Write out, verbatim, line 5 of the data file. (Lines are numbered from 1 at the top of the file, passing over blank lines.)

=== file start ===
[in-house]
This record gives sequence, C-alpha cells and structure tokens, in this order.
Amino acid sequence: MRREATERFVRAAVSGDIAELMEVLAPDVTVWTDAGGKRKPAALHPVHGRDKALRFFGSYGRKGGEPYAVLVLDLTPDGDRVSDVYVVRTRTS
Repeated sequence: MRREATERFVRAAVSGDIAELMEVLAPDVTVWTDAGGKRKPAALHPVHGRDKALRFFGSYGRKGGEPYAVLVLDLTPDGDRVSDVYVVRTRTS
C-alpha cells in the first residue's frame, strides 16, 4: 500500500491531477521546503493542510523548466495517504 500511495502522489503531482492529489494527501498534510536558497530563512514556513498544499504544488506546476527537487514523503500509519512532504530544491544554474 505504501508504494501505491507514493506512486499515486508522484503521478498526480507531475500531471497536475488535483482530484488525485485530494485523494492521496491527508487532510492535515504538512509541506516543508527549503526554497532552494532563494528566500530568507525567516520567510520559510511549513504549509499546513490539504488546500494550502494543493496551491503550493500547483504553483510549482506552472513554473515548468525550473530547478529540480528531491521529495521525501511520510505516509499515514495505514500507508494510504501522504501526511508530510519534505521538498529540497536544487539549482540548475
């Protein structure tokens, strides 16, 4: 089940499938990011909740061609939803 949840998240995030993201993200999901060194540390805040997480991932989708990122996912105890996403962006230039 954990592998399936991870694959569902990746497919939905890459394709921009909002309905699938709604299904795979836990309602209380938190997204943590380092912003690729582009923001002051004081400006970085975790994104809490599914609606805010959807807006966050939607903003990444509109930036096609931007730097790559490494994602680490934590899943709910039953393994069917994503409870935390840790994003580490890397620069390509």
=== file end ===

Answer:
C-alpha cells in the first residue's frame, strides 16, 4: 500500500491531477521546503493542510523548466495517504 500511495502522489503531482492529489494527501498534510536558497530563512514556513498544499504544488506546476527537487514523503500509519512532504530544491544554474 505504501508504494501505491507514493506512486499515486508522484503521478498526480507531475500531471497536475488535483482530484488525485485530494485523494492521496491527508487532510492535515504538512509541506516543508527549503526554497532552494532563494528566500530568507525567516520567510520559510511549513504549509499546513490539504488546500494550502494543493496551491503550493500547483504553483510549482506552472513554473515548468525550473530547478529540480528531491521529495521525501511520510505516509499515514495505514500507508494510504501522504501526511508530510519534505521538498529540497536544487539549482540548475